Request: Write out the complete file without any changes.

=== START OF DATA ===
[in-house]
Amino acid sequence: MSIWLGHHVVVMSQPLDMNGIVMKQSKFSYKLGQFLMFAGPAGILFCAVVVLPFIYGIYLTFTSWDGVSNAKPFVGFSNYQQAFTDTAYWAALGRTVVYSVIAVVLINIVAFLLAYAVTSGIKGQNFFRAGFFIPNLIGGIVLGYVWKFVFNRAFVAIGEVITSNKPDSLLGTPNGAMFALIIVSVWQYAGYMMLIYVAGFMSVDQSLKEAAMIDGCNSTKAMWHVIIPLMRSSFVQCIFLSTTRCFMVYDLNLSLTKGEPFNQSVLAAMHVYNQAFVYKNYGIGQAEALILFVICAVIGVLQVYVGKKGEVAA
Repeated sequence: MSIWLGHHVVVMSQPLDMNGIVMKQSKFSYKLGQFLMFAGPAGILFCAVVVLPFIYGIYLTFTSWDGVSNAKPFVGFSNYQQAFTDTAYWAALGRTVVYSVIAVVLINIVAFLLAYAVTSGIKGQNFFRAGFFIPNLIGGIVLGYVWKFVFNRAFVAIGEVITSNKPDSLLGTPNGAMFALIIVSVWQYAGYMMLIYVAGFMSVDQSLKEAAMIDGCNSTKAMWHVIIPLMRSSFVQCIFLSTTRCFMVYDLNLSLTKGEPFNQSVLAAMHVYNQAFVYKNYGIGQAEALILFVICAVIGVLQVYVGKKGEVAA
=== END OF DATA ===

[in-house]
Amino acid sequence: MSIWLGHHVVVMSQPLDMNGIVMKQSKFSYKLGQFLMFAGPAGILFCAVVVLPFIYGIYLTFTSWDGVSNAKPFVGFSNYQQAFTDTAYWAALGRTVVYSVIAVVLINIVAFLLAYAVTSGIKGQNFFRAGFFIPNLIGGIVLGYVWKFVFNRAFVAIGEVITSNKPDSLLGTPNGAMFALIIVSVWQYAGYMMLIYVAGFMSVDQSLKEAAMIDGCNSTKAMWHVIIPLMRSSFVQCIFLSTTRCFMVYDLNLSLTKGEPFNQSVLAAMHVYNQAFVYKNYGIGQAEALILFVICAVIGVLQVYVGKKGEVAA
Repeated sequence: MSIWLGHHVVVMSQPLDMNGIVMKQSKFSYKLGQFLMFAGPAGILFCAVVVLPFIYGIYLTFTSWDGVSNAKPFVGFSNYQQAFTDTAYWAALGRTVVYSVIAVVLINIVAFLLAYAVTSGIKGQNFFRAGFFIPNLIGGIVLGYVWKFVFNRAFVAIGEVITSNKPDSLLGTPNGAMFALIIVSVWQYAGYMMLIYVAGFMSVDQSLKEAAMIDGCNSTKAMWHVIIPLMRSSFVQCIFLSTTRCFMVYDLNLSLTKGEPFNQSVLAAMHVYNQAFVYKNYGIGQAEALILFVICAVIGVLQVYVGKKGEVAA